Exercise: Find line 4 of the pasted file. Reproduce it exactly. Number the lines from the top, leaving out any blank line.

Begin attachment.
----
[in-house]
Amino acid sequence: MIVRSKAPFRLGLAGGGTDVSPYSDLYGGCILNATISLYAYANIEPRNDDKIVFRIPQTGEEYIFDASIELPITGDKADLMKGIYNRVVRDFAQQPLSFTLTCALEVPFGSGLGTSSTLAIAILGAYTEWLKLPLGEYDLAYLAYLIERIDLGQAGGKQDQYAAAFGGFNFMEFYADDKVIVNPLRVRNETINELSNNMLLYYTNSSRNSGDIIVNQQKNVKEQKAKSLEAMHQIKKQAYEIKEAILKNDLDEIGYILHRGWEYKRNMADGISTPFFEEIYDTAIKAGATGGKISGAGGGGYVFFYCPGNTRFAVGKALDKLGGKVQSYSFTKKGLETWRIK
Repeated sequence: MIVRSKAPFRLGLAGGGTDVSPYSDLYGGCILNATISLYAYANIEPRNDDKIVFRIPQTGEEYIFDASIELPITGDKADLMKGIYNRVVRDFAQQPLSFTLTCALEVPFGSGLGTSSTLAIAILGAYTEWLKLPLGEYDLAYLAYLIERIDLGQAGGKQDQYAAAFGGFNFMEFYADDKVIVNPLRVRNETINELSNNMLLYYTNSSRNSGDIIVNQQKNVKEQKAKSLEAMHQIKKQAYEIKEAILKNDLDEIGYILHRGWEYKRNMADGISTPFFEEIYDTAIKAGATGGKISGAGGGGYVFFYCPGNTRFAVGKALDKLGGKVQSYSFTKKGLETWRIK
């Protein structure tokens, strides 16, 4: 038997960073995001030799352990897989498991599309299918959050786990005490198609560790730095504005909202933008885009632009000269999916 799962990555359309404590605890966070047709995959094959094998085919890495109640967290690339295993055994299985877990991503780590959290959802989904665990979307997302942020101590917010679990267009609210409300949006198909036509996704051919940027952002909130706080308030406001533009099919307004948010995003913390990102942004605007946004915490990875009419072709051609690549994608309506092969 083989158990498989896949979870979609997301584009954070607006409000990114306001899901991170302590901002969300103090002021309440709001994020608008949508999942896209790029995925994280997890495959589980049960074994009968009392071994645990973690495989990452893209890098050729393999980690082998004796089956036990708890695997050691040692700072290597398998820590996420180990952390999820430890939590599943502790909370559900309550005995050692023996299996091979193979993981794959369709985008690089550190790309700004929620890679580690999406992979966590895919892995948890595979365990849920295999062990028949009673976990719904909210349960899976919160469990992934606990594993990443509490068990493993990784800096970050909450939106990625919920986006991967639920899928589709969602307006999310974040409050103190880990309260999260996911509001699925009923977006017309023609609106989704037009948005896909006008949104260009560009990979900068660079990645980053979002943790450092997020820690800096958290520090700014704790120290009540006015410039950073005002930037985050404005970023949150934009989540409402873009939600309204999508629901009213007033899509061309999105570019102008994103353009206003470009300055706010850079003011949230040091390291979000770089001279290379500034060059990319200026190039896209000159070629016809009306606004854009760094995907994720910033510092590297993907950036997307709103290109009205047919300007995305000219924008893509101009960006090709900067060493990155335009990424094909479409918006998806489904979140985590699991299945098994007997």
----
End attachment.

């Protein structure tokens, strides 16, 4: 038997960073995001030799352990897989498991599309299918959050786990005490198609560790730095504005909202933008885009632009000269999916 799962990555359309404590605890966070047709995959094959094998085919890495109640967290690339295993055994299985877990991503780590959290959802989904665990979307997302942020101590917010679990267009609210409300949006198909036509996704051919940027952002909130706080308030406001533009099919307004948010995003913390990102942004605007946004915490990875009419072709051609690549994608309506092969 083989158990498989896949979870979609997301584009954070607006409000990114306001899901991170302590901002969300103090002021309440709001994020608008949508999942896209790029995925994280997890495959589980049960074994009968009392071994645990973690495989990452893209890098050729393999980690082998004796089956036990708890695997050691040692700072290597398998820590996420180990952390999820430890939590599943502790909370559900309550005995050692023996299996091979193979993981794959369709985008690089550190790309700004929620890679580690999406992979966590895919892995948890595979365990849920295999062990028949009673976990719904909210349960899976919160469990992934606990594993990443509490068990493993990784800096970050909450939106990625919920986006991967639920899928589709969602307006999310974040409050103190880990309260999260996911509001699925009923977006017309023609609106989704037009948005896909006008949104260009560009990979900068660079990645980053979002943790450092997020820690800096958290520090700014704790120290009540006015410039950073005002930037985050404005970023949150934009989540409402873009939600309204999508629901009213007033899509061309999105570019102008994103353009206003470009300055706010850079003011949230040091390291979000770089001279290379500034060059990319200026190039896209000159070629016809009306606004854009760094995907994720910033510092590297993907950036997307709103290109009205047919300007995305000219924008893509101009960006090709900067060493990155335009990424094909479409918006998806489904979140985590699991299945098994007997």